The team analyzed blood samples from 587 patients entering the phase III BELLE-2 trial, which is testing the safety and effectiveness of adding buparlisib to the standard hormone drug fulvestrant to treat women with ER-positive breast cancer who have grown resistant to aromatase inhibitors.
While the entire study population benefited from the combination therapy, the presence of a PIK3CA mutation in a patient’s liquid biopsy had the most striking effect. Among patients who carried the PIK3CA mutation, those that received buparlisib plus fulvestrant had seven months of progression-free survival (PFS) — the length of time after the treatment during which the patient lived with the cancer and it did not get worse — compared with only 3.2 months for those receiving fulvestrant plus a placebo.
“These effects are quite dramatic in patients with the PIK3CA mutation — an increase from three months to seven months is huge,” Dr. Baselga said. “For the first time, we show that inhibiting the PI3K pathway may be a viable option for patients with hormone therapy–resistant breast cancer.”
Among those who did not have the PIK3CA mutation, there was no difference in PFS, suggesting that adding buparlisib did not provide any advantage. Being able to identify patients who will not benefit from the new drug combination is also important, as the side effects proved to be significant, with 25 percent of patients having serious adverse events such as high blood sugar and potential early signs of liver damage.Back to top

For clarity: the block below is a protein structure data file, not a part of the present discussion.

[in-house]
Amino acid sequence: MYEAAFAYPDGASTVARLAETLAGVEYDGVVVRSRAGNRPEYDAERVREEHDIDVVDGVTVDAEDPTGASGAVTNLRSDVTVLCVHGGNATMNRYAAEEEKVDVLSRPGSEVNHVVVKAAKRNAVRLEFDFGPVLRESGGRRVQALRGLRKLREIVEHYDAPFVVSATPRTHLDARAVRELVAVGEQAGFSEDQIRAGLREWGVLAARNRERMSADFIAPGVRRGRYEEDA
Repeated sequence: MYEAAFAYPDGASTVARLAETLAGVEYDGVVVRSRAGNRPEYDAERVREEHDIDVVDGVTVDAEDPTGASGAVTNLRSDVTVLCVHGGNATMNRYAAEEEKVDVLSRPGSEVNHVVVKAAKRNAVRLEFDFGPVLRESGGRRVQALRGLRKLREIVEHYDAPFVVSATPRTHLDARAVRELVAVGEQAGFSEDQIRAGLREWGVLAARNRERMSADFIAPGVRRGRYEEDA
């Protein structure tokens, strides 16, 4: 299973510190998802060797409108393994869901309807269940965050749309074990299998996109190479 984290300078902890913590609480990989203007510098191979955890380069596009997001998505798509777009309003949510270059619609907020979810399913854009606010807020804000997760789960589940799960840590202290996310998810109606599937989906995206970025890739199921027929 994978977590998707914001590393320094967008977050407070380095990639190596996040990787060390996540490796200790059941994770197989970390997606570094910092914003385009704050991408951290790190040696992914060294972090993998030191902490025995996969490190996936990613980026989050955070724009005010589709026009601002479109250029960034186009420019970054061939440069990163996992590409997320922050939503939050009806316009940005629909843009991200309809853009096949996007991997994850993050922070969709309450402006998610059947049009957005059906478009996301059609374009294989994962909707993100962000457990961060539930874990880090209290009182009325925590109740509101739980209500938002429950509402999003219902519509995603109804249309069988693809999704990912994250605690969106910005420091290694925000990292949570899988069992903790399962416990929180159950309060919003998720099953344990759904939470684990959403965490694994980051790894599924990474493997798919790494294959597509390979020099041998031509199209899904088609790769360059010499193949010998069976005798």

A New Way of Monitoring Tumors
Both of these highlighted studies provide a glimpse into how the liquid biopsy has emerged as a powerful diagnostic and treatment tool for people with cancer. Dr. Chandarlapaty emphasized the essential role this technique will play in guiding the development of new therapies.
“This is a vital point for the medical community — a simple blood test proves to be quite sensitive in detecting very important alterations,” he says. “Finding out which cancers respond best to which treatments is key to helping make breast cancer care more precise and effective.”Back to top